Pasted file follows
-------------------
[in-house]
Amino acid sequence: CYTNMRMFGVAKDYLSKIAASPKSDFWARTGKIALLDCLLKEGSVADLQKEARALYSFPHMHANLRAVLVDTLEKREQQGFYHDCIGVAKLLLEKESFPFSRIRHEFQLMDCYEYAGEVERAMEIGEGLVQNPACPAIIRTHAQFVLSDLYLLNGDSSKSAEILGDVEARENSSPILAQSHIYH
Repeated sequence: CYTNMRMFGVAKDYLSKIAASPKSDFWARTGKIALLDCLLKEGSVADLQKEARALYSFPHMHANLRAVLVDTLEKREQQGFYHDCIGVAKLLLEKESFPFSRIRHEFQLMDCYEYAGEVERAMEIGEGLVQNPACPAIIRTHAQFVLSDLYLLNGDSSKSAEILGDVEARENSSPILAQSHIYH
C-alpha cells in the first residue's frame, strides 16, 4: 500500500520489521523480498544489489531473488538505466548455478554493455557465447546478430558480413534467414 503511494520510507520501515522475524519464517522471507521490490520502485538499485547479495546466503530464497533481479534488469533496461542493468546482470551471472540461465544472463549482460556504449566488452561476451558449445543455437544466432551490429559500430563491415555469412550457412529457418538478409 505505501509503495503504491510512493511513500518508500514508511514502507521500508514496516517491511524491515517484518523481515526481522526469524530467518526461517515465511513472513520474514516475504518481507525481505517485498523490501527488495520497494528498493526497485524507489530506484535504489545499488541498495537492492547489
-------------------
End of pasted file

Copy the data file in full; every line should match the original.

[in-house]
Amino acid sequence: CYTNMRMFGVAKDYLSKIAASPKSDFWARTGKIALLDCLLKEGSVADLQKEARALYSFPHMHANLRAVLVDTLEKREQQGFYHDCIGVAKLLLEKESFPFSRIRHEFQLMDCYEYAGEVERAMEIGEGLVQNPACPAIIRTHAQFVLSDLYLLNGDSSKSAEILGDVEARENSSPILAQSHIYH
Repeated sequence: CYTNMRMFGVAKDYLSKIAASPKSDFWARTGKIALLDCLLKEGSVADLQKEARALYSFPHMHANLRAVLVDTLEKREQQGFYHDCIGVAKLLLEKESFPFSRIRHEFQLMDCYEYAGEVERAMEIGEGLVQNPACPAIIRTHAQFVLSDLYLLNGDSSKSAEILGDVEARENSSPILAQSHIYH
C-alpha cells in the first residue's frame, strides 16, 4: 500500500520489521523480498544489489531473488538505466548455478554493455557465447546478430558480413534467414 503511494520510507520501515522475524519464517522471507521490490520502485538499485547479495546466503530464497533481479534488469533496461542493468546482470551471472540461465544472463549482460556504449566488452561476451558449445543455437544466432551490429559500430563491415555469412550457412529457418538478409 505505501509503495503504491510512493511513500518508500514508511514502507521500508514496516517491511524491515517484518523481515526481522526469524530467518526461517515465511513472513520474514516475504518481507525481505517485498523490501527488495520497494528498493526497485524507489530506484535504489545499488541498495537492492547489